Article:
Since our planning was so rushed, we decided to skip the beautiful lake Ohrid and stay in the capital – apparently, the capital city isn’t known to be a great hot spot for tourists. ”The most popular thing to do in Skopje is to leave” – people said on the internet.
Arriving in Skopje I kind of realize what they were talking about. The train station looked so run down that we wondered if it was closing down, and the tourism information center was nowhere to be seen.
People kept pointing in opposite directions leading to nowhere, and we soon realised that there was no such thing as a tourist information center in Skopje, and no real maps of the city either…
And with a video episode to film, we were wondering how it would turn out.
The main attraction in Skopje for example, the castle, had suddenly closed without any warning.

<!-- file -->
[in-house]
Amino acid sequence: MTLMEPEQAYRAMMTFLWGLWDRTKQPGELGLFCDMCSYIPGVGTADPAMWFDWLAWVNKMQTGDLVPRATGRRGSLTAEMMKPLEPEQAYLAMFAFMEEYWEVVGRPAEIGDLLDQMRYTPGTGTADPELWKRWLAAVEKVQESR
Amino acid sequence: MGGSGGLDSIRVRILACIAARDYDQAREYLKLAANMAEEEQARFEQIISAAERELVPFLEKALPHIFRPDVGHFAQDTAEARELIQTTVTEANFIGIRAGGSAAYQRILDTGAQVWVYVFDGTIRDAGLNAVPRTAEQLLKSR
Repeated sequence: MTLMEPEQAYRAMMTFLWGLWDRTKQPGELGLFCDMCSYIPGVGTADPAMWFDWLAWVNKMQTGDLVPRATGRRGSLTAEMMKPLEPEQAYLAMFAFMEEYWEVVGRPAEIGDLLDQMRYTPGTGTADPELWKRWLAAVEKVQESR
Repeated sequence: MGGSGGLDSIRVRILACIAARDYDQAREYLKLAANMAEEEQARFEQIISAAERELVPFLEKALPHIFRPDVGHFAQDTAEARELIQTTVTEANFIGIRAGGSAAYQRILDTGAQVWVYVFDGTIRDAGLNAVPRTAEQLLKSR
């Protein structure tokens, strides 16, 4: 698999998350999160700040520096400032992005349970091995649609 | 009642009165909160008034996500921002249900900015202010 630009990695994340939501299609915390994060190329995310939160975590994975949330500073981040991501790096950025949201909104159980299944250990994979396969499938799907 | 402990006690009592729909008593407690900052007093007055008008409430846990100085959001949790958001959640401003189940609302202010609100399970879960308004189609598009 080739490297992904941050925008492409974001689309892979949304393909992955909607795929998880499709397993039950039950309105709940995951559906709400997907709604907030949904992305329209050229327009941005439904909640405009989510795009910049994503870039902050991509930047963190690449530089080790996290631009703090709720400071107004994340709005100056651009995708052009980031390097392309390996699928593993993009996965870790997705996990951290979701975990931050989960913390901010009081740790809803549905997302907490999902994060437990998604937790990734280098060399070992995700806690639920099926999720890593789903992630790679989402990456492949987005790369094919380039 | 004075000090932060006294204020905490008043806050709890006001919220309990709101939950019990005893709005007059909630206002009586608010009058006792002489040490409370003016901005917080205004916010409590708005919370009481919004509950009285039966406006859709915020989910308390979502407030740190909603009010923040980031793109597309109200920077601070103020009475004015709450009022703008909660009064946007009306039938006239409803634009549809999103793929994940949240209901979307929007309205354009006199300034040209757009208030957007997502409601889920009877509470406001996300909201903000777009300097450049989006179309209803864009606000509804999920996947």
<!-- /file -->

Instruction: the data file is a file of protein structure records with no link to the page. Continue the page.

The tour groups coming in buses all the way from other places like Ohrid, only to see this castle, were rudely informed in the gates that it was closed due to ”politics”, and disappointed they had to go back to their buses and return home.
But once we got to the city center, it turned out not to be too difficult to fill the day.
”Skopje GOOD!” a man yelled at us on the street and smiled proudly.
”Welcome to Skopje!” someone else said on a market, and asked us to take a photo of him, while the neighboring stall keepers laughed without being able to hide their excitement.
Being one of the few tourists there we had many people staring at us, and when asking for directions in a bar the worker would actually drop everything, come with us outside and lead us through the whole city to show us his favorite cafe.
This is what I love about smaller places, often in places like this people take more time for each other and treat you with a lot more respect.
It’s all in the little things…